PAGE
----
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Honoring Women Physicians During Black History Month

This month, as we honor Black History Month, learn about these pioneering women physicians:

  • Dr. Patricia Bath – A pioneering ophthalmologist, inventor, and educator, Dr. Bath became the first African American female physician to complete a residency in ophthalmology in 1973. She also invented the Laserphaco Probe for cataract treatment in 1986, becoming the first African American female doctor to receive a medical patent.
  • Dr. Regina Benjamin – Dr. Benjamin served as the 18th Surgeon General of the United States from 2009 to 2013. Before her appointment, she founded the Bayou La Batre Rural Health Clinic in Alabama, providing crucial healthcare services to the community regardless of the patient’s ability to pay.
  • Dr. Alexa Canady – The first African American female neurosurgeon in the United States, Dr. Canady was certified by the American Board of Neurological Surgery in 1984. Her career was largely spent at the Children’s Hospital of Michigan, where she was chief of neurosurgery from 1987 until her partial retirement in 2001.
  • Dr. Rebecca Lee Crumpler – Recognized as the first African American woman to become a medicine doctor in the United States. She earned her medical degree in 1864 from the New England Female Medical College. Dr. Crumpler was dedicated to treating women and children in Boston and Richmond, VA, especially post-Civil War when medical care for formerly enslaved people was scarce.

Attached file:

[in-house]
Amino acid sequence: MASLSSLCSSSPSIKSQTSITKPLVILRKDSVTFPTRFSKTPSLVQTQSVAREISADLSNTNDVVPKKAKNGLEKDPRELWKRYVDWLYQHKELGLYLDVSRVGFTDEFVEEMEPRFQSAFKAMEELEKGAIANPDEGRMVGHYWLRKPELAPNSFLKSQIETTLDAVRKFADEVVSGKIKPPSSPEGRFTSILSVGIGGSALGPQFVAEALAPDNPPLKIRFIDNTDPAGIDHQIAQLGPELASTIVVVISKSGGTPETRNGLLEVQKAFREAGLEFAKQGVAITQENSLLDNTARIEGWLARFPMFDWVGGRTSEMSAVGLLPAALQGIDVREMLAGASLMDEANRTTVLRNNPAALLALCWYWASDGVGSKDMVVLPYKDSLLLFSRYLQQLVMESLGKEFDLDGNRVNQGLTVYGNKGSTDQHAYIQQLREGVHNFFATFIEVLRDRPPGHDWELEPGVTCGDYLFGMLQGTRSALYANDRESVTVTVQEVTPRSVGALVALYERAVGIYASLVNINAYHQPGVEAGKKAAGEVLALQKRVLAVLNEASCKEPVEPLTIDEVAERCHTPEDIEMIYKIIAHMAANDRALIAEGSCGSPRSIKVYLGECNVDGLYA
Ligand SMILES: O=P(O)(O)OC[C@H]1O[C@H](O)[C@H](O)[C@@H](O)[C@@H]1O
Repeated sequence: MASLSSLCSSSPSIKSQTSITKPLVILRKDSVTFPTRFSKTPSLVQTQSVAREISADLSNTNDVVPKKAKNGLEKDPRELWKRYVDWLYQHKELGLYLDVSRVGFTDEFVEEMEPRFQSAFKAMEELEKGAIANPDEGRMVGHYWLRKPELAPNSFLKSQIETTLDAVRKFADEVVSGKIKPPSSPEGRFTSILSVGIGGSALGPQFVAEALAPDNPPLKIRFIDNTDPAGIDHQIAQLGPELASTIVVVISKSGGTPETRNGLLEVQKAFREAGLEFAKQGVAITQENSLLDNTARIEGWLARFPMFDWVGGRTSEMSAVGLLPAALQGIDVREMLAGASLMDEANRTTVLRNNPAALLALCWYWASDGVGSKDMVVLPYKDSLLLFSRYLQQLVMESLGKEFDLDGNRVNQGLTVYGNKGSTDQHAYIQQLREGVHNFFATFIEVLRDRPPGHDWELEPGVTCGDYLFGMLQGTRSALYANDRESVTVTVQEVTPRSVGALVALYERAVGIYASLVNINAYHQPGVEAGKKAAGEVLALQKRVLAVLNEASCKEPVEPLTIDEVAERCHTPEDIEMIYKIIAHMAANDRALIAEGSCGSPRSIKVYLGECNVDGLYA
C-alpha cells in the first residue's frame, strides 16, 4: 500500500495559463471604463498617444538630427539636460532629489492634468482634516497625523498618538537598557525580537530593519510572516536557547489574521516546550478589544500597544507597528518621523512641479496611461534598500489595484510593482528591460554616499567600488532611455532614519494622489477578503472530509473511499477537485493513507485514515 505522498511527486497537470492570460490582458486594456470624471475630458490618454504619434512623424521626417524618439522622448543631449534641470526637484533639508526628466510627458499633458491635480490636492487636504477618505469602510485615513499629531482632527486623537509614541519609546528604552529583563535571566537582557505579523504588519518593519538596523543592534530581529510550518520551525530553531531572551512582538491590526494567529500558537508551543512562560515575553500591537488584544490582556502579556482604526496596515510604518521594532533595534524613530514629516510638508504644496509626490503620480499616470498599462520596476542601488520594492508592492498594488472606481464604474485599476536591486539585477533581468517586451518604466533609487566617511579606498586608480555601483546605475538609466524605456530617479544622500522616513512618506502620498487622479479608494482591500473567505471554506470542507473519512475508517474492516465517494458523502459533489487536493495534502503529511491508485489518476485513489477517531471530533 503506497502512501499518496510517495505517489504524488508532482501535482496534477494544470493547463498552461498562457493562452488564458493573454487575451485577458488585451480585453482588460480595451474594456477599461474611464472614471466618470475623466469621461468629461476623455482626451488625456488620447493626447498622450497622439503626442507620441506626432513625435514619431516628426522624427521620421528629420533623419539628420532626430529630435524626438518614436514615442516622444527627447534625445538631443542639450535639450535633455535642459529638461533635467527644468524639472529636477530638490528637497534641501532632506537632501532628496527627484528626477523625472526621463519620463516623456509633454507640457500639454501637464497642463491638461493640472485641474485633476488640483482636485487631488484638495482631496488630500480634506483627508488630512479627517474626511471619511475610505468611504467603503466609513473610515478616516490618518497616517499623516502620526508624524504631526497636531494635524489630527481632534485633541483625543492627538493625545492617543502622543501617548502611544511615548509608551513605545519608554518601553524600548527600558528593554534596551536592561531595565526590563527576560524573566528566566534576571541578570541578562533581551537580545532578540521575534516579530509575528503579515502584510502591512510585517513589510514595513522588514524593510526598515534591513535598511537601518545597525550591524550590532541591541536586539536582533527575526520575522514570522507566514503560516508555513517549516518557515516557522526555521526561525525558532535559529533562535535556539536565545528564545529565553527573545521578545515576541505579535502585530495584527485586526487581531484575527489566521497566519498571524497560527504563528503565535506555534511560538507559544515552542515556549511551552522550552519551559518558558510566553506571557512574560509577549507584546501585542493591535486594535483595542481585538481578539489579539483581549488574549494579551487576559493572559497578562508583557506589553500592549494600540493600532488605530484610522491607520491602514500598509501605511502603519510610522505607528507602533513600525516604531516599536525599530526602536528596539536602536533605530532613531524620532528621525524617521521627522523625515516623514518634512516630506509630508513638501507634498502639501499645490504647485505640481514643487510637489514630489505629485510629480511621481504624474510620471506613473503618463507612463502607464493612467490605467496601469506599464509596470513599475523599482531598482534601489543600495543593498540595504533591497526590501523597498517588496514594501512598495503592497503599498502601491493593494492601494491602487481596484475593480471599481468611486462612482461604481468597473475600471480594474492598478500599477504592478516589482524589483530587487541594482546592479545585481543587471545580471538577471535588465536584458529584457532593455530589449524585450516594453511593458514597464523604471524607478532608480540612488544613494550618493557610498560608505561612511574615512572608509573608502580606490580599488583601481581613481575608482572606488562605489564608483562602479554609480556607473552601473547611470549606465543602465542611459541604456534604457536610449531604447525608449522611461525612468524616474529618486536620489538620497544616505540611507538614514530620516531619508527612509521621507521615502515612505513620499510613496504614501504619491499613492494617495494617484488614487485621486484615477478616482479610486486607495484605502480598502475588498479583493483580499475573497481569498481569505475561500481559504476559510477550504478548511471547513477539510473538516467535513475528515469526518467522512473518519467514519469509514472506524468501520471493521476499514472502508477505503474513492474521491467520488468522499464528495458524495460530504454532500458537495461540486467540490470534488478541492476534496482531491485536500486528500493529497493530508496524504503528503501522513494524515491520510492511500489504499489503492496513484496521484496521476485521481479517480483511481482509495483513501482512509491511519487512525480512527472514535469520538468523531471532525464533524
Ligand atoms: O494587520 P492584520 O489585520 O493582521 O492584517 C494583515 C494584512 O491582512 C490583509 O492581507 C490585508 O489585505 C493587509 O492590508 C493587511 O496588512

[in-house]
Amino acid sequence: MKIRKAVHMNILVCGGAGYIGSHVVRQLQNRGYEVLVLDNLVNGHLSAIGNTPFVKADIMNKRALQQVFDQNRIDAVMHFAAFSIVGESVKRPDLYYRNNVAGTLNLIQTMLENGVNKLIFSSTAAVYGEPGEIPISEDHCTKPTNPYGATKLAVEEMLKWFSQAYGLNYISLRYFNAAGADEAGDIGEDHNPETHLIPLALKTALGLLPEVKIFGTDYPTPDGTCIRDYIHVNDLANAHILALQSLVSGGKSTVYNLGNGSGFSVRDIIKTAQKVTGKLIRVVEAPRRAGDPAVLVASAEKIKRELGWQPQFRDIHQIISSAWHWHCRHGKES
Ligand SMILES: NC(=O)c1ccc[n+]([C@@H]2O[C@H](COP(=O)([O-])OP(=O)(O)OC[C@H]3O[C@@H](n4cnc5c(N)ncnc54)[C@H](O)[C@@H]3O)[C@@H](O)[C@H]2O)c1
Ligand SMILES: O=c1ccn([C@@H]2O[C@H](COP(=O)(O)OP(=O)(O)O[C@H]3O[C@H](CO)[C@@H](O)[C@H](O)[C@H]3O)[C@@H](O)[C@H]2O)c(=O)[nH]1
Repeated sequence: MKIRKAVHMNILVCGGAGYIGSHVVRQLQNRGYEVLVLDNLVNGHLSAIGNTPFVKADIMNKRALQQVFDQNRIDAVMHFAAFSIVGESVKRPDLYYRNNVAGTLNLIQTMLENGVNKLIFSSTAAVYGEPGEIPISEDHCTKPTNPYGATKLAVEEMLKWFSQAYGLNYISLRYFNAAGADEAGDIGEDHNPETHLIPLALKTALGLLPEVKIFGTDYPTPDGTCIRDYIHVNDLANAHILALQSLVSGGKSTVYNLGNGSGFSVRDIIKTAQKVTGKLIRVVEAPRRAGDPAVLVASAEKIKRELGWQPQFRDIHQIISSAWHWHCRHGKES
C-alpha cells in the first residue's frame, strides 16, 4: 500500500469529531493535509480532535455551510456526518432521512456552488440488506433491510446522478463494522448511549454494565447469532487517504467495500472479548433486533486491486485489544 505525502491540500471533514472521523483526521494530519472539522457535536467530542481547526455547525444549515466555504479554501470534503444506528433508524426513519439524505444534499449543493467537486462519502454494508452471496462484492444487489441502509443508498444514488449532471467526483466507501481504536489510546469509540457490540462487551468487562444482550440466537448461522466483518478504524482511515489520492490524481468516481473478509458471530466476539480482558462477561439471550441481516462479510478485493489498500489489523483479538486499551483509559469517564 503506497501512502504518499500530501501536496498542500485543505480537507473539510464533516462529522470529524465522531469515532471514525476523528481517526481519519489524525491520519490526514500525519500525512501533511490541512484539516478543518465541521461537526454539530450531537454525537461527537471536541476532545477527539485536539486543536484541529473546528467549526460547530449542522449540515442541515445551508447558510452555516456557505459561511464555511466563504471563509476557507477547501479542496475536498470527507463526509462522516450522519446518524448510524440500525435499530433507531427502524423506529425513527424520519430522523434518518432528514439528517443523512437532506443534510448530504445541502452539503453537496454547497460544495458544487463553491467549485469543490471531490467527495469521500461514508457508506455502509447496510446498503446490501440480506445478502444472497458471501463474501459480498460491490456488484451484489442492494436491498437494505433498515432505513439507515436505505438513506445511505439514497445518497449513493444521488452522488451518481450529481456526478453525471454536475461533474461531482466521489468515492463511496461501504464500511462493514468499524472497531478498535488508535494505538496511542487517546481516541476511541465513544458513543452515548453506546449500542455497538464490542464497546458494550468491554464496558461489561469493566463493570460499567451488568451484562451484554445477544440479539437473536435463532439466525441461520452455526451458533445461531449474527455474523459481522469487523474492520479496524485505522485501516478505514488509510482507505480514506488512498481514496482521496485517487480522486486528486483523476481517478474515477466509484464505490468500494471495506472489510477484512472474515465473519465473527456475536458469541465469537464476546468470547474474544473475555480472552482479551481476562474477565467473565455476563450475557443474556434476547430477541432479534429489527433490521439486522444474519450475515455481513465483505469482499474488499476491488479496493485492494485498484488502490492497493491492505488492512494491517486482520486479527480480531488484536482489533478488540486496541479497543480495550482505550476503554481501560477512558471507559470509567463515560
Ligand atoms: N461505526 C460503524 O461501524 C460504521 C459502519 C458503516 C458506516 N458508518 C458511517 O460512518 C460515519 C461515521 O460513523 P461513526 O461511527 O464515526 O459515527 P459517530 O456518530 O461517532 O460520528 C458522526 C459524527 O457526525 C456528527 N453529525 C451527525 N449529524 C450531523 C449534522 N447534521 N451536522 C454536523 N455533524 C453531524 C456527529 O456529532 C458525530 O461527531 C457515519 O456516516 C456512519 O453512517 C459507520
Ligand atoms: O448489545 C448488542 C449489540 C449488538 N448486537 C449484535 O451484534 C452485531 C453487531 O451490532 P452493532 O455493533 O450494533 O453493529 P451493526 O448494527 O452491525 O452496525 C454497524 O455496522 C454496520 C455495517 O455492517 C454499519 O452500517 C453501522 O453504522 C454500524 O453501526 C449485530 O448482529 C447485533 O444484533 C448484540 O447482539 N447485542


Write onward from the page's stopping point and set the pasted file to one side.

• Dr. Joycelyn Elders – The first African American appointed as the U.S. Surgeon General, Dr. Elders served from 1993 to 1994. Before her tenure as Surgeon General, she was a pediatrician and was recognized for her outspoken views on drug legalization, contraception, and sex education.
  • Dr. Roselyn Payne Epps – The first Black woman president of AMWA and the first African American woman president of the Medical Society of the District of Columbia. Dr. Epps is a recipient of the AMWA Blackwell Award.
  • Dr. Marilyn Hughes Gaston – A pediatrician whose research on sickle cell disease led to a nationwide test for newborns. Her work has significantly improved the management and treatment of sickle cell disease, especially among African American newborns.
  • Dr. Mae Jemison – Before becoming the first African American astronaut in space, Dr. Jemison was a general practitioner and attended Stanford University for her undergraduate degree and Cornell University for medical school. Her work has spanned multiple fields, including engineering and space travel, contributing significantly to STEM. Dr. Jemison is a recipient of the AMWA Blackwell Award.
  • Dr. Vivian Pinn was the Founding Director of the NIH Office of Research on Women’s Health and the first Black woman to chair an academic pathology department in the United States, at Howard University College of Medicine. Dr. Pinn is a recipient of the AMWA Blackwell Award.
  • Dr. Velma Scantlebury – The first African-American female transplant surgeon in the United States. She has performed over 1,000 kidney transplants and has been an advocate for organ donation, especially in the African American community.

To learn more about trailblazing women during Black History Month, read, Twice as Hard: The Stories of Black Women Who Fought to Become Physicians, from the Civil War to the 21st Century

AMWA Admin

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